A New Study by Gabrielle Carlson, MD, and Joseph Blader, PhD, Reveals Implications for Diagnosis When Informants Agree or Disagree about Manic Symptoms

In a special edition of the Journal of Child and Adolescent Psychopharmacology Stony Brook University Professor Gabrielle Carlson, MD, and Assistant Professor Joseph Blader, PhD, discussed the implications for diagnosis when parents and teachers agree or disagree in their reports of manic symptoms among children and adolescents referred for outpatient psychiatric evaluation.

Their study is important because bipolar disorder/mania in children and adolescents is a serious disorder and there is some controversy about how to diagnose it.  Consistent with previous studies examining parent/teacher agreement regarding behavioral and emotional disorders, the researchers found only a moderate correlation (r=0.27) in the ratings of manic symptoms on the Child Mania Rating Scale completed by parents and teachers of 911 clinically referred children aged 5 through 18. The investigators examined the differences in carefully made clinical diagnoses when manic symptoms were observed by both parents and teachers—that is, when there was agreement between parent and teacher ratings—and when they were observed only by parents and not by teachers—that is, when there was disagreement.

Drs. Carlson and Blader selected the top quartile of parent and teacher ratings to define agreement, and the top quartile of parent and bottom quartile of teacher ratings to define disagreement.  All children in the study were diagnosed by four highly skilled members of the Department of Psychiatry faculty after 3-hour interviews with the children and parents and a review of school records, symptom checklists and other pertinent information. As expected, children whose parents rated their manic symptoms in the highest quartile were more likely to be diagnosed with bipolar disorder than those in the lower quartiles (14.7% versus 4.4%). The agreement or disagreement of teachers’ ratings did not affect the likelihood that the children would be diagnosed with bipolar disorder.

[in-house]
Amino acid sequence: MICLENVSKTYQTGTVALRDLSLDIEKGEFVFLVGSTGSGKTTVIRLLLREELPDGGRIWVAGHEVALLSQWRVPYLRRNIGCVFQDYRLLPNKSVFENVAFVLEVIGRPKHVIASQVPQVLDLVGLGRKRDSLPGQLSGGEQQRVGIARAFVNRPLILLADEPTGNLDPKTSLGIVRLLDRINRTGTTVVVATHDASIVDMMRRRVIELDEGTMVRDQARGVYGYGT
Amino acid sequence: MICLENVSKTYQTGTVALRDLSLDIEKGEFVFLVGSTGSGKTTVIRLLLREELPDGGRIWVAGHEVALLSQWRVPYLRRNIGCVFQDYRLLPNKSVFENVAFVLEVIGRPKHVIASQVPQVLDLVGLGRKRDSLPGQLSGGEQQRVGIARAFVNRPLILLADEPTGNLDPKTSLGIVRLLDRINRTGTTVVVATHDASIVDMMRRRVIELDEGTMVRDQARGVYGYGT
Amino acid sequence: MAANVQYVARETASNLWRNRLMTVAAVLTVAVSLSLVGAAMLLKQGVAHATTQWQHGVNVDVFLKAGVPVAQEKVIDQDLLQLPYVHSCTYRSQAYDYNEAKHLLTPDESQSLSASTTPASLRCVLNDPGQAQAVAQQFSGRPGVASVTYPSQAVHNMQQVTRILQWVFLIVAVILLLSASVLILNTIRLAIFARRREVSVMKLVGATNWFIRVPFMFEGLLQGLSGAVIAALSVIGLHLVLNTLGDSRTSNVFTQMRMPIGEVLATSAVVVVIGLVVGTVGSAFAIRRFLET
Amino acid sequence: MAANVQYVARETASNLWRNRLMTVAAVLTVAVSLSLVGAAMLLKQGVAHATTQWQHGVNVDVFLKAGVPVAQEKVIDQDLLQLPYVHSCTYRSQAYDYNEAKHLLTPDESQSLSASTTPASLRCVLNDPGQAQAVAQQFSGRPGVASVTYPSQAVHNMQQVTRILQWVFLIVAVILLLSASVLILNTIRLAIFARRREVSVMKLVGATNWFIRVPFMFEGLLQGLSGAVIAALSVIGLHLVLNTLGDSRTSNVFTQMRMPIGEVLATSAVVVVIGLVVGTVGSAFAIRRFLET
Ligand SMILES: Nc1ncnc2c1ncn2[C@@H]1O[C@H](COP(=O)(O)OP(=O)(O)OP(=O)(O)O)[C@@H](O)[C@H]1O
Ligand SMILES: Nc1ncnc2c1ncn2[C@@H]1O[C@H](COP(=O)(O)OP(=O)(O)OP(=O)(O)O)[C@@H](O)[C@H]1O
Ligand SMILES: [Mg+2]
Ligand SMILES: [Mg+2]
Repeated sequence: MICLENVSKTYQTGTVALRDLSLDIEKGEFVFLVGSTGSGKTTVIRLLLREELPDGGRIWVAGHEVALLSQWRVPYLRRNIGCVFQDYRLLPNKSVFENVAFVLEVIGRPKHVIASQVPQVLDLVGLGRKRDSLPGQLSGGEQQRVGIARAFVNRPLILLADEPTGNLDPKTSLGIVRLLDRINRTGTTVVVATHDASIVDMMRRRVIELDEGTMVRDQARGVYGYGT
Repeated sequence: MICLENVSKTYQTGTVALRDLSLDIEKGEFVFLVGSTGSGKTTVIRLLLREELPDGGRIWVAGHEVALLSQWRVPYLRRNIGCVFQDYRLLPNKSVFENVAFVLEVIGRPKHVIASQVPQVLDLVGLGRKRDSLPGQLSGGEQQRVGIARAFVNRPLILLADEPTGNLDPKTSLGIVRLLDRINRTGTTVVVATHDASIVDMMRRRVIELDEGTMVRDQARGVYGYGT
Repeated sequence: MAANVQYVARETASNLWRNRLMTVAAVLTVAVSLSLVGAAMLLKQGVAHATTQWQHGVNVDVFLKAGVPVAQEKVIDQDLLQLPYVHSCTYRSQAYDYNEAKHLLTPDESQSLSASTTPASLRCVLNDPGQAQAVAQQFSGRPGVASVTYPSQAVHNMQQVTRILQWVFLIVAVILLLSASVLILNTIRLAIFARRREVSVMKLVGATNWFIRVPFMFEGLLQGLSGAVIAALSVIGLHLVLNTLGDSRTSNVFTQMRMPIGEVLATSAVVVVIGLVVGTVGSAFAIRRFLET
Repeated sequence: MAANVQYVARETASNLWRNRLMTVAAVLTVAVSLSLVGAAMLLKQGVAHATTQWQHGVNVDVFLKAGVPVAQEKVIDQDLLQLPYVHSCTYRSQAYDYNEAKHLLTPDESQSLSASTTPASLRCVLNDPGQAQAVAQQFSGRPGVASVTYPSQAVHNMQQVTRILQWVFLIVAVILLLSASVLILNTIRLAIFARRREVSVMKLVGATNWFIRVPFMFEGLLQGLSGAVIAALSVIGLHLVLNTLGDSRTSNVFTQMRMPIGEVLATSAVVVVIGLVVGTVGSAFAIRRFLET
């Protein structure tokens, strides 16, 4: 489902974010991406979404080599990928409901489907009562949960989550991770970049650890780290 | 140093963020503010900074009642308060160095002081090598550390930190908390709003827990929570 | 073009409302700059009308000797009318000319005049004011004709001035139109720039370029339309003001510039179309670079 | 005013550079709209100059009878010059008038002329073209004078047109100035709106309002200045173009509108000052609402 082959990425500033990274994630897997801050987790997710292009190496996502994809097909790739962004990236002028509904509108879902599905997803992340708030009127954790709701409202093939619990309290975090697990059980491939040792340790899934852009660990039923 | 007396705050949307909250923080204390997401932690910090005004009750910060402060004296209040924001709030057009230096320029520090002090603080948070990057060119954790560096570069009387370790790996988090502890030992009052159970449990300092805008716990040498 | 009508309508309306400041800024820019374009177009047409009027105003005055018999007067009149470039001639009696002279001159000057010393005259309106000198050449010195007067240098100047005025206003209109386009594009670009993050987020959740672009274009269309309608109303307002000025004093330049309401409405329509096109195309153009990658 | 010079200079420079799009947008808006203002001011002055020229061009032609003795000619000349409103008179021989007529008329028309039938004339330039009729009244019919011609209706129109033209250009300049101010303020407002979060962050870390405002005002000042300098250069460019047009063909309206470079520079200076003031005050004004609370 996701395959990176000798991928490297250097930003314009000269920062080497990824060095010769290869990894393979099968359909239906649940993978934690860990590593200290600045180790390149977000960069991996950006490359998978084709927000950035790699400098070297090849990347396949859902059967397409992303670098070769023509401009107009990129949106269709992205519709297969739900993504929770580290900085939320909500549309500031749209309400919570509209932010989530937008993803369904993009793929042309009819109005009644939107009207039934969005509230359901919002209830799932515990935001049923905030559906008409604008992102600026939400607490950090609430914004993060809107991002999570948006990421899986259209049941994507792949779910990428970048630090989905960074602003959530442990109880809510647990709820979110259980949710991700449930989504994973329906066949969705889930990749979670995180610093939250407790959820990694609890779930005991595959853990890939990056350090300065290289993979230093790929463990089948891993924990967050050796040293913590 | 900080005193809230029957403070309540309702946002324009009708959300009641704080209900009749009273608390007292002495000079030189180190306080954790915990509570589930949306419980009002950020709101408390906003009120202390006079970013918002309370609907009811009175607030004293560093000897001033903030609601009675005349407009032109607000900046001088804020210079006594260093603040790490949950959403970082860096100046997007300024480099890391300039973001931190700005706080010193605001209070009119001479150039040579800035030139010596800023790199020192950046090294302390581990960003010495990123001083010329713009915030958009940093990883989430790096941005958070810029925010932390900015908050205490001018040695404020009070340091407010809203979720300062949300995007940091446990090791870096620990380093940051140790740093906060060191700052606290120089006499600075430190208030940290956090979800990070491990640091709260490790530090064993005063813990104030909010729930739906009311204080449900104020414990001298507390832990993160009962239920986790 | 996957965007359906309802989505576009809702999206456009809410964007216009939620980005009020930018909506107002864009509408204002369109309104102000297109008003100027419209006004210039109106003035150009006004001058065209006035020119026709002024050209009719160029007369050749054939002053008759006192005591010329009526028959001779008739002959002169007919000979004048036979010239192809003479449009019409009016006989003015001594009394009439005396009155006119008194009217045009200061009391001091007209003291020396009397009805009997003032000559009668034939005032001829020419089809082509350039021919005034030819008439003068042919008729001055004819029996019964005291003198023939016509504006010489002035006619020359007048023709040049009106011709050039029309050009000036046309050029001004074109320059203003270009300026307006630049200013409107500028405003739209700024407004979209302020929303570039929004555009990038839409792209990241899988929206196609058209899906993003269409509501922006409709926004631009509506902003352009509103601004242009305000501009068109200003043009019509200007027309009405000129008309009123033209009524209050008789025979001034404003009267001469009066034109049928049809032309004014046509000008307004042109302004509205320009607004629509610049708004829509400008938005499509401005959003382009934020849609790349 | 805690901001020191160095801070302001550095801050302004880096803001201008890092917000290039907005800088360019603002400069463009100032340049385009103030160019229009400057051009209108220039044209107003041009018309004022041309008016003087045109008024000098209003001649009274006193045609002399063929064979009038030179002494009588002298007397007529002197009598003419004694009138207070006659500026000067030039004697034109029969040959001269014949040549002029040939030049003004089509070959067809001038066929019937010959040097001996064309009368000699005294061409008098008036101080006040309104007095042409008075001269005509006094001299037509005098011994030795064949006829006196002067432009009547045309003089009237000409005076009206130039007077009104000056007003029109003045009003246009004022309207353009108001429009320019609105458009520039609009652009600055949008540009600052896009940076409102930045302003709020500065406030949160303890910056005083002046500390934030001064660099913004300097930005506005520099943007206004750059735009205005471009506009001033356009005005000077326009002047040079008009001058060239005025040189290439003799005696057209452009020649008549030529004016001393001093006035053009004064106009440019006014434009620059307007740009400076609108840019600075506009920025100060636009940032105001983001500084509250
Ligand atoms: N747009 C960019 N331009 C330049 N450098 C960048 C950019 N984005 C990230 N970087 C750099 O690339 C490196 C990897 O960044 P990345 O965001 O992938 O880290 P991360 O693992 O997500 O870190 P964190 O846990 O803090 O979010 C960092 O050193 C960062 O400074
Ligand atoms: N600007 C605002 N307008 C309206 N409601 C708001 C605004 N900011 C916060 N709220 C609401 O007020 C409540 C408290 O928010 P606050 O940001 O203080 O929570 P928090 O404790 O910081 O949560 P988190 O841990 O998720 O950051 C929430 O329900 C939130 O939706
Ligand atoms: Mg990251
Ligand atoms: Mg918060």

More significantly, Drs. Carlson and Blader found that when there was agreement between parents and teachers on high mania symptom ratings, the children were ten times more likely to be diagnosed with something other than mania, that is, an externalizing disorder—attention deficit hyperactivity disorder, oppositional defiant disorder or conduct disorder.  Because these conditions are much more common than bipolar disorder, they are more likely to provide a better explanation of the manic symptoms rated by parents and teachers.

When parents observed manic symptoms but teachers reported very low rates, the children were more likely to be diagnosed with internalizing disorders such as anxiety and depressive disorders.  They do not have a rapid-cycling form of bipolar disorder where mania occurs only at home, but another type of mood disorder which requires a different treatment from mania.   

The authors conclude that in addition to collecting ratings of manic symptoms alone, it is important to obtain multiple sources of information to make a diagnosis and to discern whether mania and manic symptoms are occurring in episodes that are different from the child's usual self.
Dr. Carlson and Eric Youngstrom, PhD, Professor of Psychology and Psychiatry at the University of North Carolina at Chapel Hill, co-edited the special October 2011 edition of the journal which was devoted to the diagnostic implications of information variance. Dr. Carlson is the Director of Child and Adolescent Psychiatry at Stony Brook University. Dr. Blader is an Assistant Professor in the Department of Psychiatry and Behavioral Science, who conducts scientific research about psychiatric disorders in children and adolescents.